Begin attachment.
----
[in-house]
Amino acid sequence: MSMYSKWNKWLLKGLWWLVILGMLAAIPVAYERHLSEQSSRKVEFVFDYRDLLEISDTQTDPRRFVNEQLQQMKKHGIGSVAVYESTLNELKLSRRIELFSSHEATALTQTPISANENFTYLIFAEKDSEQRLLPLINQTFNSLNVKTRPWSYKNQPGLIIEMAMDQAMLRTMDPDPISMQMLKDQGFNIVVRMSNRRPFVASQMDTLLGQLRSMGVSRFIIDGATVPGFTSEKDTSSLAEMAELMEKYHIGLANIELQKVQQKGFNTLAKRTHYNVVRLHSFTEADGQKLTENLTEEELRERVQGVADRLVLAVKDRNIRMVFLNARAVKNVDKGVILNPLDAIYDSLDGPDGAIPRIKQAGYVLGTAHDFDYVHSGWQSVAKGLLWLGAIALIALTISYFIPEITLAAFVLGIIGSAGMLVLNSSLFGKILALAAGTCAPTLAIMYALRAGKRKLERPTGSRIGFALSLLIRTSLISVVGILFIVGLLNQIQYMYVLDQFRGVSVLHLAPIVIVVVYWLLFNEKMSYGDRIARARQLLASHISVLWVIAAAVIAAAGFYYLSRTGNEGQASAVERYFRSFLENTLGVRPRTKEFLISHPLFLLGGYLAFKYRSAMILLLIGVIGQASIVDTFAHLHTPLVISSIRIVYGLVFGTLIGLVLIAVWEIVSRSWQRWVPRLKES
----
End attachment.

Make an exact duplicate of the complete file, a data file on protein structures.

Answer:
[in-house]
Amino acid sequence: MSMYSKWNKWLLKGLWWLVILGMLAAIPVAYERHLSEQSSRKVEFVFDYRDLLEISDTQTDPRRFVNEQLQQMKKHGIGSVAVYESTLNELKLSRRIELFSSHEATALTQTPISANENFTYLIFAEKDSEQRLLPLINQTFNSLNVKTRPWSYKNQPGLIIEMAMDQAMLRTMDPDPISMQMLKDQGFNIVVRMSNRRPFVASQMDTLLGQLRSMGVSRFIIDGATVPGFTSEKDTSSLAEMAELMEKYHIGLANIELQKVQQKGFNTLAKRTHYNVVRLHSFTEADGQKLTENLTEEELRERVQGVADRLVLAVKDRNIRMVFLNARAVKNVDKGVILNPLDAIYDSLDGPDGAIPRIKQAGYVLGTAHDFDYVHSGWQSVAKGLLWLGAIALIALTISYFIPEITLAAFVLGIIGSAGMLVLNSSLFGKILALAAGTCAPTLAIMYALRAGKRKLERPTGSRIGFALSLLIRTSLISVVGILFIVGLLNQIQYMYVLDQFRGVSVLHLAPIVIVVVYWLLFNEKMSYGDRIARARQLLASHISVLWVIAAAVIAAAGFYYLSRTGNEGQASAVERYFRSFLENTLGVRPRTKEFLISHPLFLLGGYLAFKYRSAMILLLIGVIGQASIVDTFAHLHTPLVISSIRIVYGLVFGTLIGLVLIAVWEIVSRSWQRWVPRLKES